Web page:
Trump Misspells Tweet, Accuses Democrats of Using 'False Acquisitions' to Destroy Kavanaugh

President Donald Trump's defense of his Supreme Court nominee Brett Kavanaugh took a turn Monday night when he accidentally accused Democrats of using "false acquisitions" to destroy the judge in a Twitter misspelling.

The president had previously voiced support for Kavanaugh but stepped up his criticism of the Democrats over the allegations, which he called "false."

"The Democrats are working hard to destroy a wonderful man, and a man who has the potential to be one of our greatest Supreme Court Justices ever, with an array of False Acquisitions the likes of which have never been seen before!" Trump wrote in a since deleted tweet, misspelling the word "accusations."

In a second tweet that remains on his Twitter feed, the president posted the same message but changed "acquisitions" to "accusations."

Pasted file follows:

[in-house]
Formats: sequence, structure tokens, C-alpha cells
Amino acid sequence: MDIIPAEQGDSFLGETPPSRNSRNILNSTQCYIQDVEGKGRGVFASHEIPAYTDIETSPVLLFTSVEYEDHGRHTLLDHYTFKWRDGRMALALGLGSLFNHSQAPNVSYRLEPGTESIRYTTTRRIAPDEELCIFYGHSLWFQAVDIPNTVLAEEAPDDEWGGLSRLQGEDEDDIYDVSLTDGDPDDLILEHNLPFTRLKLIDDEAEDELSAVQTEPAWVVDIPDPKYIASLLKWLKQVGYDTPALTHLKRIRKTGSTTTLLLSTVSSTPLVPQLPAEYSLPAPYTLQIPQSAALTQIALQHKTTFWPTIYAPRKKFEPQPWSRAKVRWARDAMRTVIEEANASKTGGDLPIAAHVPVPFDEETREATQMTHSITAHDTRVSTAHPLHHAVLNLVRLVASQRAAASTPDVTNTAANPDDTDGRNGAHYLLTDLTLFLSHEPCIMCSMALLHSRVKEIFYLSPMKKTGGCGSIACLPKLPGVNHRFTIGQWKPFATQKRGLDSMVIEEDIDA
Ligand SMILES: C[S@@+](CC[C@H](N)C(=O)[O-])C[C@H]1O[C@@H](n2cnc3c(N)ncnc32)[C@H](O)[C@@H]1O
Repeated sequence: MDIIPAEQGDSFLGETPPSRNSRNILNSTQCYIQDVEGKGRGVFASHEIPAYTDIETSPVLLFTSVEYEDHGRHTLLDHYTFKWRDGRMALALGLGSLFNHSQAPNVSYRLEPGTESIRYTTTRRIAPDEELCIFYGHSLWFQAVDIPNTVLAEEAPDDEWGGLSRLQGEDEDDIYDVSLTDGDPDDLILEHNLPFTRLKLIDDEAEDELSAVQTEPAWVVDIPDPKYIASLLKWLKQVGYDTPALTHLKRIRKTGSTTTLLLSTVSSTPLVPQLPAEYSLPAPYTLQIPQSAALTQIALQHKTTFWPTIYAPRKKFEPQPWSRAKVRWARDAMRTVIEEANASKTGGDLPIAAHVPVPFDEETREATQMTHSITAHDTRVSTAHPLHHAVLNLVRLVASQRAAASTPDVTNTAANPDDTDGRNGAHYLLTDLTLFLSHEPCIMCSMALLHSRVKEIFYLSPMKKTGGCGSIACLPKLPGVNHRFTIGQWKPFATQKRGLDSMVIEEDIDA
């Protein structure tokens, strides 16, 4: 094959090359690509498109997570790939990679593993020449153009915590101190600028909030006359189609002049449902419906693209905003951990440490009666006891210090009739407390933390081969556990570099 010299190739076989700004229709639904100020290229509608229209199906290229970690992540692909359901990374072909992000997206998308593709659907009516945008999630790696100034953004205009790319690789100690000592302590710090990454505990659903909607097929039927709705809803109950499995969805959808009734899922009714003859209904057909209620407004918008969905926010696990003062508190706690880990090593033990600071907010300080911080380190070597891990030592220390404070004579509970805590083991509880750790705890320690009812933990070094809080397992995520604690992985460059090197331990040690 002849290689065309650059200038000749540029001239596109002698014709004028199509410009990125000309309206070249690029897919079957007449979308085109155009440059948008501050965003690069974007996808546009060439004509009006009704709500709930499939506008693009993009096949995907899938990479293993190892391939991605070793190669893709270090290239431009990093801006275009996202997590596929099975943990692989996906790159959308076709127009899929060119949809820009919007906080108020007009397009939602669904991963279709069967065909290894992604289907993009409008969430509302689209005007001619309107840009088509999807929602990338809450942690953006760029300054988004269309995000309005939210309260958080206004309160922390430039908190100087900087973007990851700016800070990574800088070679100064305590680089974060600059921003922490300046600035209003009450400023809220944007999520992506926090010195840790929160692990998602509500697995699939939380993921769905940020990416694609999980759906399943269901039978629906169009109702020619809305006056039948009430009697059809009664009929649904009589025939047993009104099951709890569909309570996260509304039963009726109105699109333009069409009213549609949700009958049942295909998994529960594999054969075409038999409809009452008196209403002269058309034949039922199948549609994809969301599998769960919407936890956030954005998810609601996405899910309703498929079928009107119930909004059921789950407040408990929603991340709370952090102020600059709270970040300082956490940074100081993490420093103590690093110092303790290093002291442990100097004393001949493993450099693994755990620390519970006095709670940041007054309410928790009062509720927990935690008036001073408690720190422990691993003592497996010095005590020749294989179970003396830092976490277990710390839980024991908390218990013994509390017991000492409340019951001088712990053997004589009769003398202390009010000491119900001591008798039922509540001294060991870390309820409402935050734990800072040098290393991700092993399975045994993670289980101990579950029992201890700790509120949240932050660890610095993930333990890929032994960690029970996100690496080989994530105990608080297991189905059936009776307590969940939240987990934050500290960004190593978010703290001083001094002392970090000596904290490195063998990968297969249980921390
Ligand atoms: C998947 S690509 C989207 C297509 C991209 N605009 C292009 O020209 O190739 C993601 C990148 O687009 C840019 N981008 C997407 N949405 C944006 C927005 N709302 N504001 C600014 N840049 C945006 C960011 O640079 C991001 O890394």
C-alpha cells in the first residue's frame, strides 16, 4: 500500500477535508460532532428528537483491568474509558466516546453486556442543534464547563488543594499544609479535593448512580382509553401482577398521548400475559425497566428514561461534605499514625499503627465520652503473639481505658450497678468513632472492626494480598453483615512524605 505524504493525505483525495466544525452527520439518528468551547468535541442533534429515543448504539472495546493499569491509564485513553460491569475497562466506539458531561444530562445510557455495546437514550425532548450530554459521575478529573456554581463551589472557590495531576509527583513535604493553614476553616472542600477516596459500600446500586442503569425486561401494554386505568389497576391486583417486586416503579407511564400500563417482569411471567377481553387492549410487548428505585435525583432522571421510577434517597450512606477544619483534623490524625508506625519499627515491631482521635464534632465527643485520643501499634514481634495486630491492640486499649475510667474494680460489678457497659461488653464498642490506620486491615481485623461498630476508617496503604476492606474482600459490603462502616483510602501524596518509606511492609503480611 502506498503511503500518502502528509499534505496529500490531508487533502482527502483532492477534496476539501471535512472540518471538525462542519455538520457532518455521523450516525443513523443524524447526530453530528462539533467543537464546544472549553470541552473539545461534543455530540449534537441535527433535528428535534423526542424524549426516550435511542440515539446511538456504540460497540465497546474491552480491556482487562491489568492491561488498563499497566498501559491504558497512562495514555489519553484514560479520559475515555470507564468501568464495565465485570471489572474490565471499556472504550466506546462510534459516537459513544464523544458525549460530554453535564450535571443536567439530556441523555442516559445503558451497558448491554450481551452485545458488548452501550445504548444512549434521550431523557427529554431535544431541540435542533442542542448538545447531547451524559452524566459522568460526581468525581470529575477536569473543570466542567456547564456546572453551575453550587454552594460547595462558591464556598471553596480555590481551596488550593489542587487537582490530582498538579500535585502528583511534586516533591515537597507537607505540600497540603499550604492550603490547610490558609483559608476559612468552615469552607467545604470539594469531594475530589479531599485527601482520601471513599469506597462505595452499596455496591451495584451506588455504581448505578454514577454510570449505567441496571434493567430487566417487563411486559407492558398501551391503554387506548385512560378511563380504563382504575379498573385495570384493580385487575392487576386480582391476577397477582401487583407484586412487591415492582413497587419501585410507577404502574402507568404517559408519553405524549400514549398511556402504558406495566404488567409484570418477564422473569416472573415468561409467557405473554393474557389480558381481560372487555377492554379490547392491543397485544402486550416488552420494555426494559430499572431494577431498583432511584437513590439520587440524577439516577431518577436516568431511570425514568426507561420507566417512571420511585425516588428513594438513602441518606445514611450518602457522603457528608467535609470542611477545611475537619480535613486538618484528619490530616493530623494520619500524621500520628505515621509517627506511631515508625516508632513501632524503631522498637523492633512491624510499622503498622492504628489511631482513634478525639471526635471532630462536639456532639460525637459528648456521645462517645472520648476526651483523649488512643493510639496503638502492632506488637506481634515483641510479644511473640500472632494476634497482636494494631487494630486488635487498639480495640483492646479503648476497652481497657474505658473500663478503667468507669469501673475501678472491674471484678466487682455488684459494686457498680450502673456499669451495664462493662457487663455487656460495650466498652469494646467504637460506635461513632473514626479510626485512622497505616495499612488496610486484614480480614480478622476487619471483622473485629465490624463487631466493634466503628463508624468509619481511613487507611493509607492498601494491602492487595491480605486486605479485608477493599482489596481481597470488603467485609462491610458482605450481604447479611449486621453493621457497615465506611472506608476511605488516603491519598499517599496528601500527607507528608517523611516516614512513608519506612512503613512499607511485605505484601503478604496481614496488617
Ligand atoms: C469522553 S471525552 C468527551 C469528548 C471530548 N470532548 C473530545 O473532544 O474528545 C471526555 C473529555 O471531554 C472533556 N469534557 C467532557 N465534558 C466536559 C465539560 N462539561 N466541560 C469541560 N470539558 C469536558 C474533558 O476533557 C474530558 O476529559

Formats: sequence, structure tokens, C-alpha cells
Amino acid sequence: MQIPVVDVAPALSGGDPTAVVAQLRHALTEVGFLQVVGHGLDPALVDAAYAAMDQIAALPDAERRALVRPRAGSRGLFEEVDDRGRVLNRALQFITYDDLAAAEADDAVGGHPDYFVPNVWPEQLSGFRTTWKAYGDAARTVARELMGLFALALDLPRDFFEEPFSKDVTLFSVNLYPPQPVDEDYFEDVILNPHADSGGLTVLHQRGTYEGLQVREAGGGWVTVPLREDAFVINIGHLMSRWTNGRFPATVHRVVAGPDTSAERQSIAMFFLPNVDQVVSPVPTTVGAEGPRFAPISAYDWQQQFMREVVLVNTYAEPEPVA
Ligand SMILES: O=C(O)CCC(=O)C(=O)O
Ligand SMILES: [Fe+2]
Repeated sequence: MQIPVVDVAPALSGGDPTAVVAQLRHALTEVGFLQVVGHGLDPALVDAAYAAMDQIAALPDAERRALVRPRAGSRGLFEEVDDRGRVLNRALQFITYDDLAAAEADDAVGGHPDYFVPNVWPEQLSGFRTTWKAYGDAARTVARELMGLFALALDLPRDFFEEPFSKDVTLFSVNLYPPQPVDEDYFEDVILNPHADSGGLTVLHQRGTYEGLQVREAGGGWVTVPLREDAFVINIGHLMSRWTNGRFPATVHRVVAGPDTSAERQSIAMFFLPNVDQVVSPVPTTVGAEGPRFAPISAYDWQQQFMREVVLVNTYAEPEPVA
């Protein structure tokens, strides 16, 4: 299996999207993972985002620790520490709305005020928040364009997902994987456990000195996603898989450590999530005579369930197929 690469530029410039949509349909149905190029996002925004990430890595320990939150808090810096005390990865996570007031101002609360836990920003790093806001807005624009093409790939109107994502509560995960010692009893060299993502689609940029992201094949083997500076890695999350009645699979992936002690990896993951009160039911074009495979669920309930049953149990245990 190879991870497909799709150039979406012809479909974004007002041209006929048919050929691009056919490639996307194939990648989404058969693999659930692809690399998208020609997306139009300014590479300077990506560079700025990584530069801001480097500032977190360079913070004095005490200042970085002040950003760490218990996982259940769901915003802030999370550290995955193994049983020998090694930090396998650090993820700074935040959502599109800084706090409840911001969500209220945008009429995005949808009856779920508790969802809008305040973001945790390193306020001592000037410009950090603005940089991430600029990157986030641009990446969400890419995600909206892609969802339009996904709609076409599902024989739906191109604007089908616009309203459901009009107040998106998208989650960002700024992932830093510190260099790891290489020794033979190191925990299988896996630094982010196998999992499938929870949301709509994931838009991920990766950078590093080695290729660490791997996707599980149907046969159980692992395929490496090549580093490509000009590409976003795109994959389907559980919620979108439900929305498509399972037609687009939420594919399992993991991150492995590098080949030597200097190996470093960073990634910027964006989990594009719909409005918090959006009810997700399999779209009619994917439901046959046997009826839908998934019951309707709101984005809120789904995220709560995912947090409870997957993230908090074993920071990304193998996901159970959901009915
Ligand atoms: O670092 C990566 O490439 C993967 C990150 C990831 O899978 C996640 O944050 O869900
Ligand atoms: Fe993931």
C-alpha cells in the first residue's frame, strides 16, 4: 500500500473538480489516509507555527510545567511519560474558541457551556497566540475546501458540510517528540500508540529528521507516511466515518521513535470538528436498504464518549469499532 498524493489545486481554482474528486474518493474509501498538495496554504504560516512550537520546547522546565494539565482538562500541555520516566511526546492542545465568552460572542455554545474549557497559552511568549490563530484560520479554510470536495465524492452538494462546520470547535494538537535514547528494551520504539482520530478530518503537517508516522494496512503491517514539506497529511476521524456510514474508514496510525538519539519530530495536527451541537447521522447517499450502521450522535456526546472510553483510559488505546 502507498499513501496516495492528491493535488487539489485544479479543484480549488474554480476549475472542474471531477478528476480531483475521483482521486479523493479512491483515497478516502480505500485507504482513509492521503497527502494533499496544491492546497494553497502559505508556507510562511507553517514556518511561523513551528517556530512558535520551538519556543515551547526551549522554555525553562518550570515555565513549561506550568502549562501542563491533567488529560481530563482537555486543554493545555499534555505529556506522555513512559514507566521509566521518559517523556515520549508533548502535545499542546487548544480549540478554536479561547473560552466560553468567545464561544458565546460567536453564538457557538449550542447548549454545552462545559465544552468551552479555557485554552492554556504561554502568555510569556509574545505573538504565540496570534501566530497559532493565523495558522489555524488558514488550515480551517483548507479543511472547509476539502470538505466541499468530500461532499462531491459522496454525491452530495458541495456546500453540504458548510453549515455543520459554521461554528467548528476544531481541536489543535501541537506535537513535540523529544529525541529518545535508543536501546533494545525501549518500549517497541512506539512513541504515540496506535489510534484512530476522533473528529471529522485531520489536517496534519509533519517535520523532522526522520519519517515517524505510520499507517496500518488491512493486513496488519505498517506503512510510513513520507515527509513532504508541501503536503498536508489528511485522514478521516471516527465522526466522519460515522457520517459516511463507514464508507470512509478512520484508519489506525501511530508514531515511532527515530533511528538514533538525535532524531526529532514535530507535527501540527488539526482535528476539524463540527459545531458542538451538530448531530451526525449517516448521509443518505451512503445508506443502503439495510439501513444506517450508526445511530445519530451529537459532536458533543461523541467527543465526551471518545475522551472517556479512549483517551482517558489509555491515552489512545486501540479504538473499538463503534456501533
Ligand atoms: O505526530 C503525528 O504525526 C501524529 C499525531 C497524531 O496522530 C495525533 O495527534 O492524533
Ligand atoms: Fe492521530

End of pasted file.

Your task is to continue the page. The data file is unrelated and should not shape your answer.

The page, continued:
Kavanaugh has been accused of sexual assault by Christine Blasey Ford, who said the alleged attack took place at a house party in the early 1980s when both were teenagers.

The Supreme Court nominee has also been accused of sexual assault by a second woman, who alleged that Kavanaugh exposed himself to her during a drinking game at a college party when the pair were at Yale, and that she inadvertently touched his penis while trying to push him away.

Kavanaugh has denied the allegations, and he's set tp testify, as is Ford, before the Senate Judiciary Committee on Thursday.

"This alleged event from 35 years ago did not happen," Kavanaugh said in a statement, referring to the second accusation, CNN reported.

"The people who knew me then know that this did not happen, and have said so. This is a smear, plain and simple. I look forward to testifying on Thursday about the truth, and defending my good name—and the reputation for character and integrity I have spent a lifetime building—against these last-minute allegations," he said.

While President Trump said Ford should be heard, both the president and the White House are standing firmly behind the Supreme Court nominee.